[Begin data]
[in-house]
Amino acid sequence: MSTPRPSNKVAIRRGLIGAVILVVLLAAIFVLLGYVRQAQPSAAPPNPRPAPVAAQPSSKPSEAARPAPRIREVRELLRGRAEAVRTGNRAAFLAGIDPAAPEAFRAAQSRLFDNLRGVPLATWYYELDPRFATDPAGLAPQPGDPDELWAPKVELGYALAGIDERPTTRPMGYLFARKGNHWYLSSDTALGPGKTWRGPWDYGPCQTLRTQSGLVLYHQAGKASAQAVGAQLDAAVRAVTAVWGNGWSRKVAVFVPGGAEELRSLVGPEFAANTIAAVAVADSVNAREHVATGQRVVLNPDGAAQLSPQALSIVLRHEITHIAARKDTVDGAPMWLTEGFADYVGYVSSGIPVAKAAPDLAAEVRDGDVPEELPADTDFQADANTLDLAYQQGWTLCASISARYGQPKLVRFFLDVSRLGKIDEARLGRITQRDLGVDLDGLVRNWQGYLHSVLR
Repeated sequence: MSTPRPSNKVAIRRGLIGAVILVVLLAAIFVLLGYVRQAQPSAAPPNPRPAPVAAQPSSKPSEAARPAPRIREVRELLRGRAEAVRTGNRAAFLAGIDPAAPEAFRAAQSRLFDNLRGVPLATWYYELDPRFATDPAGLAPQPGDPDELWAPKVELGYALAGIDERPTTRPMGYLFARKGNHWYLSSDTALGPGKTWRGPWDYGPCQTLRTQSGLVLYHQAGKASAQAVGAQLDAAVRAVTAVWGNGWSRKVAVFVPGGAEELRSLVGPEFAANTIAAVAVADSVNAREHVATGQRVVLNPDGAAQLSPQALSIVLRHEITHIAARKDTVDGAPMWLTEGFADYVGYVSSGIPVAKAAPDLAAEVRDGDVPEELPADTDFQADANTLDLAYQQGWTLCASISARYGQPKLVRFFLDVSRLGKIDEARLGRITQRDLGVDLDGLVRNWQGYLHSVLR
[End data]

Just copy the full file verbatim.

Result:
[in-house]
Amino acid sequence: MSTPRPSNKVAIRRGLIGAVILVVLLAAIFVLLGYVRQAQPSAAPPNPRPAPVAAQPSSKPSEAARPAPRIREVRELLRGRAEAVRTGNRAAFLAGIDPAAPEAFRAAQSRLFDNLRGVPLATWYYELDPRFATDPAGLAPQPGDPDELWAPKVELGYALAGIDERPTTRPMGYLFARKGNHWYLSSDTALGPGKTWRGPWDYGPCQTLRTQSGLVLYHQAGKASAQAVGAQLDAAVRAVTAVWGNGWSRKVAVFVPGGAEELRSLVGPEFAANTIAAVAVADSVNAREHVATGQRVVLNPDGAAQLSPQALSIVLRHEITHIAARKDTVDGAPMWLTEGFADYVGYVSSGIPVAKAAPDLAAEVRDGDVPEELPADTDFQADANTLDLAYQQGWTLCASISARYGQPKLVRFFLDVSRLGKIDEARLGRITQRDLGVDLDGLVRNWQGYLHSVLR
Repeated sequence: MSTPRPSNKVAIRRGLIGAVILVVLLAAIFVLLGYVRQAQPSAAPPNPRPAPVAAQPSSKPSEAARPAPRIREVRELLRGRAEAVRTGNRAAFLAGIDPAAPEAFRAAQSRLFDNLRGVPLATWYYELDPRFATDPAGLAPQPGDPDELWAPKVELGYALAGIDERPTTRPMGYLFARKGNHWYLSSDTALGPGKTWRGPWDYGPCQTLRTQSGLVLYHQAGKASAQAVGAQLDAAVRAVTAVWGNGWSRKVAVFVPGGAEELRSLVGPEFAANTIAAVAVADSVNAREHVATGQRVVLNPDGAAQLSPQALSIVLRHEITHIAARKDTVDGAPMWLTEGFADYVGYVSSGIPVAKAAPDLAAEVRDGDVPEELPADTDFQADANTLDLAYQQGWTLCASISARYGQPKLVRFFLDVSRLGKIDEARLGRITQRDLGVDLDGLVRNWQGYLHSVLR